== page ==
Friday, March 1, 2013
That “blue ribbon” committee on taxes in Lafayette Parish can’t commence its work soon enough. To even get us within shouting distance of fair will be a slog, and by fair I mean fair to the city of Lafayette.
When the tweed-trimmed politicos met in mid-February to commence this parishwide discussion, the parsimonious patriots showed up to carp about cutting spending. But Lafayette Consolidated Government isn’t known for its profligate spending. Even if we cut out funding for arts and social services we’ll still be in a tricky strait because the city of Lafayette since consolidation in the mid 1990s has shouldered an inequitable amount of the burden for the parish’s overall prosperity. And as Lafayette goes so goes Lafayette Parish.
Consider just a couple of examples, starting with the Metropolitan Planning Organization.
Like most government agencies save for the Department of Swinger Party-Code Enforcement, the MPO isn’t an exciting one. It makes recommendations on how federal transportation dollars should be spent within the parish. It has its own staff of planners in an office at the Rosa Parks Center downtown. The MPO does important work.
The decision-making arm of the MPO is the Lafayette City-Parish Council, an obvious designation since the nine council members represent everyone in the parish.
By October of 2014 the MPO will be federally mandated to expand to include parts of Iberia Parish due to the 2010 census and the way Uncle Sam delineates metropolitan areas. It’s understandable that our friends in Iberia will want representation on the MPO when that time comes. They don’t want a bunch of Lafayette Parish guys making these decisions for them.
But here’s the kicker: Although the feds pay most of the cost of the MPO — salaries for staff members as well as the projects themselves — the city of Lafayette foots the bill for the operating costs. That’s about $100,000 annually. Chump change compared to the overall LCG budget. But parish government in this “consolidated” parish pays nothing, nor do Broussard, Carencro, Duson, Scott or Youngsville, although everyone in Lafayette Parish, via the council, has representation on the MPO.
Have the mayors of the smaller towns ever stepped forward to address this, to say, “Hey, Lafayette, we’ll pitch in our fair share!”? The short answer is no, although they’ve been happy to make sure those federal highway dollars are fairly shared.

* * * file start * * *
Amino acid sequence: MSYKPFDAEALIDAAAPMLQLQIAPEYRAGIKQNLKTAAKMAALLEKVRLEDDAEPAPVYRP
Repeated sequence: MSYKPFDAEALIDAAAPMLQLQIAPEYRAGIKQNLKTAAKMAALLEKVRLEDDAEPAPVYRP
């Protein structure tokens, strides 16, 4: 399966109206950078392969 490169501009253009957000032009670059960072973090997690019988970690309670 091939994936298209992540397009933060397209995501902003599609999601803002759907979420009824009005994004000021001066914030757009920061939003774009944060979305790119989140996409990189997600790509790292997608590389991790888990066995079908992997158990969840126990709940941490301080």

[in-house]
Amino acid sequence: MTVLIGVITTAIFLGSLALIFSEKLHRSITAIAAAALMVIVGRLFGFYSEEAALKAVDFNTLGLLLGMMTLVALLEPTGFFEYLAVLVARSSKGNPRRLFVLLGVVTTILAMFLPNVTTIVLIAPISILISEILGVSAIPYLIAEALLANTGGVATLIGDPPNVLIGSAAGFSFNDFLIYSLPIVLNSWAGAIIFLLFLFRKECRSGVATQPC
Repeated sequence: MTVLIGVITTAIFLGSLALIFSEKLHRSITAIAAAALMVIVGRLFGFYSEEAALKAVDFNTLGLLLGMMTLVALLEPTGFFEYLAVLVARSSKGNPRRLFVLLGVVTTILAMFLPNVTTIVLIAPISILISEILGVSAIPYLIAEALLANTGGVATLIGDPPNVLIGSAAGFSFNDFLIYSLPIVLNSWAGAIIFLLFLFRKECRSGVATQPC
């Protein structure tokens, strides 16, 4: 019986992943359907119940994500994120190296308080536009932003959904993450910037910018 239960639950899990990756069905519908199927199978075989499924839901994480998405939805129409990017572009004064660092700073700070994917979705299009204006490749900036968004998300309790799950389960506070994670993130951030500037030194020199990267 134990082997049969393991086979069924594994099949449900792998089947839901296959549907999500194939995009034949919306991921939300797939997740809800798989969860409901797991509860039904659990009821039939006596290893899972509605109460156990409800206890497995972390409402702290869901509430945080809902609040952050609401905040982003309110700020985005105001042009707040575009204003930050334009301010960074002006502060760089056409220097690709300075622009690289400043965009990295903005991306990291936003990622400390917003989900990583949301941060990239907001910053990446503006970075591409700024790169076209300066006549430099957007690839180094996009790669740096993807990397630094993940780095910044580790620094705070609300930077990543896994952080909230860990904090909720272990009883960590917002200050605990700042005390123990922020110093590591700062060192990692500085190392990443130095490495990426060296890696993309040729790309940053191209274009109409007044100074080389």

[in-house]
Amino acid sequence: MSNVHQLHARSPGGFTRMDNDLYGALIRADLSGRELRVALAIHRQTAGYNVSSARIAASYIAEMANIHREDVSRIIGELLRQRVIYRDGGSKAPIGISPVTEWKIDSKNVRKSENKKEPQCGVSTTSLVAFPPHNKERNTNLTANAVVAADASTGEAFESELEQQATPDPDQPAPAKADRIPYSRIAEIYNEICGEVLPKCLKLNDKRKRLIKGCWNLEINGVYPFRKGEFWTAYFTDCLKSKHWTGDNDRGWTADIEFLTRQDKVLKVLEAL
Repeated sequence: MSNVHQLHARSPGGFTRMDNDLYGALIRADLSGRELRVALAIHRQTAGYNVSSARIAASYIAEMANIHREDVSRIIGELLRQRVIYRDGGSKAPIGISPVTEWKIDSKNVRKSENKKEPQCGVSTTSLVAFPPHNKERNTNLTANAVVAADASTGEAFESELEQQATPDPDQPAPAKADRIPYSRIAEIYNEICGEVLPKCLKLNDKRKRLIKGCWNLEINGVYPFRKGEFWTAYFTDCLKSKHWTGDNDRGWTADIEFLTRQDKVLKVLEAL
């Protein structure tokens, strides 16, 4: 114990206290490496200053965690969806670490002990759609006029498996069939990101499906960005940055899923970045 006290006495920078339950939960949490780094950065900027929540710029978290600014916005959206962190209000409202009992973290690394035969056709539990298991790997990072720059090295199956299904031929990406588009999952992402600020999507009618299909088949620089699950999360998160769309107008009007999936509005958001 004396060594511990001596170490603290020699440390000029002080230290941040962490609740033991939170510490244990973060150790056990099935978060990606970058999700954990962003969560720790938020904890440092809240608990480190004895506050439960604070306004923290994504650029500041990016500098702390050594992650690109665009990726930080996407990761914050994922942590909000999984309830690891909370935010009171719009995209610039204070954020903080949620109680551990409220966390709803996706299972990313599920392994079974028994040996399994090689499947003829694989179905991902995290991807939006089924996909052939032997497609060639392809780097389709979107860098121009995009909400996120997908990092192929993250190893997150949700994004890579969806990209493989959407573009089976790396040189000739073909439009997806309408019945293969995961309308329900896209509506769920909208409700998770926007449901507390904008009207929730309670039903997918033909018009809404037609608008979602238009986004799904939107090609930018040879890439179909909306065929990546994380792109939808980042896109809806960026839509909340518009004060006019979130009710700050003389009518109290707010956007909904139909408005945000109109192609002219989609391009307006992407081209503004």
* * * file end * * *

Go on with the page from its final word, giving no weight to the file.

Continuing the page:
This is an inequity born of consolidation when the city of Lafayette adopted a kind of noblesse oblige toward the rest of the parish.
The city of Lafayette maintains a golf course, Les Vieux Chenes on the south side, which probably attracts more golfers from Broussard and Youngsville due to its proximity to those towns. But, again, Lafayette’s Parks & Recreation Department, which operates and maintains our municipal golf courses, is funded solely by a property tax paid by city of Lafayette home- and business owners — a property tax approved in the early 1960s and one that hasn’t kept pace with the proliferation of parks, recreation centers, golf courses and sports fields. Everyone in the parish uses them, but city of Lafayette property owners fund them. And Parks & Rec is starving to death, subsidized by about $4 million annually from the general fund of the city of Lafayette. Like the MPO and a host of other agencies — notably our Public Works department, which serves the entire parish but uses vehicles and equipment owned by the city — Lafayette is doing the heavy lifting for this parish’s prosperity.
I suspect if Lafayette city voters knew in 1992 what we know now, consolidation would never have happened. Now it’s an albatross, because politicos in the satellite towns know a sweet deal when they see it. No wonder many of them lobbied against deconsolidation in 2011.
We don’t have a spending problem in Lafayette. We have a revenue problem, and fixing the way taxes are levied across the parish — and, yes, generating more revenue — to make it more fair for Lafayette is vital to everyone’s future.